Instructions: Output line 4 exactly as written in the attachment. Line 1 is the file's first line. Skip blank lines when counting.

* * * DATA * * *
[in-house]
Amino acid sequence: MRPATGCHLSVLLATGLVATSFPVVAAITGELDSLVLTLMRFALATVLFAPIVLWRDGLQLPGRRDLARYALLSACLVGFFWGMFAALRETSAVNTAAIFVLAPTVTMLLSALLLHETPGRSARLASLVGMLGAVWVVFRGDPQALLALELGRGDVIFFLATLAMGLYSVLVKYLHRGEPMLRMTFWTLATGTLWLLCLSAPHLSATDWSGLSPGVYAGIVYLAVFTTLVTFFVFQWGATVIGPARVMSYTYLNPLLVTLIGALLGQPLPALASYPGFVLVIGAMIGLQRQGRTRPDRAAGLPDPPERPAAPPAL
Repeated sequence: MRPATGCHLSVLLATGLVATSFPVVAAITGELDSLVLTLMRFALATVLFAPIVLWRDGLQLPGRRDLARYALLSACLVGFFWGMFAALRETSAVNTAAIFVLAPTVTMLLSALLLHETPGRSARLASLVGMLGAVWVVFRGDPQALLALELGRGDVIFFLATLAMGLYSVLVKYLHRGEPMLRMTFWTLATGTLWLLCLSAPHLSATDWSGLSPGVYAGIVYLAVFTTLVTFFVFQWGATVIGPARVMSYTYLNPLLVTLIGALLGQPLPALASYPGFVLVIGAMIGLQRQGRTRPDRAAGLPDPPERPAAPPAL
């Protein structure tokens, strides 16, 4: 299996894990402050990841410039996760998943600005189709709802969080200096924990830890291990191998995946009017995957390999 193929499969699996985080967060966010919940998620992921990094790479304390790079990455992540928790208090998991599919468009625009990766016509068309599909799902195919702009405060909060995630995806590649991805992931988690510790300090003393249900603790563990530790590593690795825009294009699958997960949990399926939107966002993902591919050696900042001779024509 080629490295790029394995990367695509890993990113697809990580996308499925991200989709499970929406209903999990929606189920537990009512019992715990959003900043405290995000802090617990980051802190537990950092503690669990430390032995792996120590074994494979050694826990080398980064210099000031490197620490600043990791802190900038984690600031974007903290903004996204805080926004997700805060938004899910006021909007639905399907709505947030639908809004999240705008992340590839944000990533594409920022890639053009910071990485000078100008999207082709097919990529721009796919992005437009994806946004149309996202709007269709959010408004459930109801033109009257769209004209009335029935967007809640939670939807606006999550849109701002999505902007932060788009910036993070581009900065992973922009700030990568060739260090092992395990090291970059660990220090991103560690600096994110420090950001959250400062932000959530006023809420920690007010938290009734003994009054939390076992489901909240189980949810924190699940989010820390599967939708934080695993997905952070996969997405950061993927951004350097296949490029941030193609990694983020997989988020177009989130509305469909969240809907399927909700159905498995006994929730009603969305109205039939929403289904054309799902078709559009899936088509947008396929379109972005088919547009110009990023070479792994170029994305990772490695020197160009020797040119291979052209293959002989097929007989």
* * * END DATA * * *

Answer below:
């Protein structure tokens, strides 16, 4: 299996894990402050990841410039996760998943600005189709709802969080200096924990830890291990191998995946009017995957390999 193929499969699996985080967060966010919940998620992921990094790479304390790079990455992540928790208090998991599919468009625009990766016509068309599909799902195919702009405060909060995630995806590649991805992931988690510790300090003393249900603790563990530790590593690795825009294009699958997960949990399926939107966002993902591919050696900042001779024509 080629490295790029394995990367695509890993990113697809990580996308499925991200989709499970929406209903999990929606189920537990009512019992715990959003900043405290995000802090617990980051802190537990950092503690669990430390032995792996120590074994494979050694826990080398980064210099000031490197620490600043990791802190900038984690600031974007903290903004996204805080926004997700805060938004899910006021909007639905399907709505947030639908809004999240705008992340590839944000990533594409920022890639053009910071990485000078100008999207082709097919990529721009796919992005437009994806946004149309996202709007269709959010408004459930109801033109009257769209004209009335029935967007809640939670939807606006999550849109701002999505902007932060788009910036993070581009900065992973922009700030990568060739260090092992395990090291970059660990220090991103560690600096994110420090950001959250400062932000959530006023809420920690007010938290009734003994009054939390076992489901909240189980949810924190699940989010820390599967939708934080695993997905952070996969997405950061993927951004350097296949490029941030193609990694983020997989988020177009989130509305469909969240809907399927909700159905498995006994929730009603969305109205039939929403289904054309799902078709559009899936088509947008396929379109972005088919547009110009990023070479792994170029994305990772490695020197160009020797040119291979052209293959002989097929007989």